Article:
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Tuesday, Aug. 21, 2012

Pedestrians React to Milwaukee's 'Pedestrian Drama'

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The assembly of flipping signs on five light poles on the east end of Wisconsin Avenue in Milwaukee's Downtown is a playfully coy artwork. Pedestrian Drama, the brainchild of artist Janet Zweig, has been in place for about a year. To find out what passers-by thought of this work, I spent some time Downtown talking with Milwaukeeans and out-of-towners about their impressions.

One recent weekend, Milwaukee native Joey Lawton was in town with Jamon Deaver. Both men now live in Chicago and were here to attend a wedding. Pedestrian Drama literally stopped them in their tracks. Lawton keeps up on Milwaukee news and had heard about the piece before, saying: “I read about it; it's really cool. It caught us off guard.” Deaver added, “I think it's amazing.”  There was a palpable sense of surprise and they lingered to check out all of the kiosks, taking photos along the way.

Another group sharing their thoughts was a family, with four people ranging in age from 20-something to seniors. The youngest, Daniel, and his mother, Susan, were in town from San Diego, and exploring Downtown with Milton and Joanne from Elm Grove. Daniel was the most taken with the artwork, appreciating the way it makes a person “look around more. It engages you with the street.” Susan added, “I like how it's not digital. It's more like how motion pictures originally got started.”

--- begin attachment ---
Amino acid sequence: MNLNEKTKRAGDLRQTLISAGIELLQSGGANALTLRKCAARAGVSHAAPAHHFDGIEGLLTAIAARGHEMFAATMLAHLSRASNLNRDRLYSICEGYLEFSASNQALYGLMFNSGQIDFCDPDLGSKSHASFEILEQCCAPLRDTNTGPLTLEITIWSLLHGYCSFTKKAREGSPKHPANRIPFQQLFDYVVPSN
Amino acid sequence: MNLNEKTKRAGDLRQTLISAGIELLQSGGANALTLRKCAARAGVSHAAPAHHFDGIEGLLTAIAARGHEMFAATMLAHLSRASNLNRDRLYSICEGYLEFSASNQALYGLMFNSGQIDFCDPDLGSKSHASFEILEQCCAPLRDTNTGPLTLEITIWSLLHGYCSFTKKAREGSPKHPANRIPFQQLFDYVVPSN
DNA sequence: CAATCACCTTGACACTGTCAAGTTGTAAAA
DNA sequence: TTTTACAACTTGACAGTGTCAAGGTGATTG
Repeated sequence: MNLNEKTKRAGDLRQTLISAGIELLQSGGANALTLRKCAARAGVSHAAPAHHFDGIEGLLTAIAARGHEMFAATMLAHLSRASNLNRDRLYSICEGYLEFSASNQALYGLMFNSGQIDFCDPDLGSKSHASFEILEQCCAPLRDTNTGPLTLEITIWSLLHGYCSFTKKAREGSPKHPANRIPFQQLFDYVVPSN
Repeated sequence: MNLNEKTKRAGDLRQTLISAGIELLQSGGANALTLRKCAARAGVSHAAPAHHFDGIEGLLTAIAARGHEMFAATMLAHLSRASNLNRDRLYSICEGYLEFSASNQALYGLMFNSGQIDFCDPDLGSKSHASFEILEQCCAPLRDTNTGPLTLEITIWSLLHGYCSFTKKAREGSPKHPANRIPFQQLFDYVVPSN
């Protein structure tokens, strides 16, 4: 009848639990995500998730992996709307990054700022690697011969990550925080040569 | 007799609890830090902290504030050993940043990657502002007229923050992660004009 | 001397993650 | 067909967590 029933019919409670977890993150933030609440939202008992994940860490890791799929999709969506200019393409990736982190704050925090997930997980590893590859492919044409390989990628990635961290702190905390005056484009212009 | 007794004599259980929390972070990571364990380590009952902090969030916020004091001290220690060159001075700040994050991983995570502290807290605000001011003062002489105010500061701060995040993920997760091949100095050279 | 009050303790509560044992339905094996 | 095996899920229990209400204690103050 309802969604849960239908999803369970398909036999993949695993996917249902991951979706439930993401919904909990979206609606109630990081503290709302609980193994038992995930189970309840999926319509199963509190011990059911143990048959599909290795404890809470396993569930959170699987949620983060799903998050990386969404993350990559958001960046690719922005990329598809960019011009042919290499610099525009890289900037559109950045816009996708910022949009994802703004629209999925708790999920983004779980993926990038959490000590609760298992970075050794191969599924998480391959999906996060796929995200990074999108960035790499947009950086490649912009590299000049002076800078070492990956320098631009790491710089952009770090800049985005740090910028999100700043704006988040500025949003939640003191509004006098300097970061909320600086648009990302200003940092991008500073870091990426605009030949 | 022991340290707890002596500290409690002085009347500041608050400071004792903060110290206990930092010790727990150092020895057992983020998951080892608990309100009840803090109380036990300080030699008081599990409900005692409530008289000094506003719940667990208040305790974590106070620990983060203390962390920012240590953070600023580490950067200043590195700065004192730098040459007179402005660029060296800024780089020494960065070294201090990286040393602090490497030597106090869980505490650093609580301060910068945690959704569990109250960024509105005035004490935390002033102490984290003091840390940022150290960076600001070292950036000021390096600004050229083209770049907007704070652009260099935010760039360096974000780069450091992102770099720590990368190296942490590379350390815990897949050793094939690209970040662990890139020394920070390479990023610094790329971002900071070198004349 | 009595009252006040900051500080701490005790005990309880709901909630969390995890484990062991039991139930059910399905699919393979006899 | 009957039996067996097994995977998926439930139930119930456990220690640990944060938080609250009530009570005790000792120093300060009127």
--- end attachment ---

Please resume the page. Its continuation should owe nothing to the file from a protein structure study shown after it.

Milton noted that the interactive nature was quite attention-getting, and the group as a whole expressed agreement in liking this aspect, noting that it doesn't take pushing a button to get it started. Joanne had a quizzical response and wondered what the work was about. This question brought up thoughtful debate on the notion of interactivity, the process of seeing and the unfinished stories in these small dramas.

As the laid-back weekend morphs into the practical, workaday world of Monday through Friday, the mood on the street alters. People rush by, engrossed in their own thoughts and conversations. There seems to be less attention paid to the familiar surrounding environment. To get a sense of what Downtown workers thought of the art, I spent some time during a recent Tuesday lunch hour gathering some opinions.

I spoke to three businessmen dressed in casual summer office attire. They were with Northwestern Mutual, two from at the Downtown campus and one who had come in from Franklin. When asked what they thought of the installation, there was a long pause, ripe with uncertainty about how to respond. Urging their candor, one then said, “It's stupid. I'm not a fan.” Another mentioned that he saw maintenance work being done on the kiosks frequently. Their reactions communicated their disinterest as well as perplexity.

Others had opposite opinions. A woman who works at Foley & Lardner, pausing from reading her book, offered her impressions of the piece. She thought it was cool, and even enchanting. She appreciated that it “gives you something to stop and say, 'Hey, what is that?'”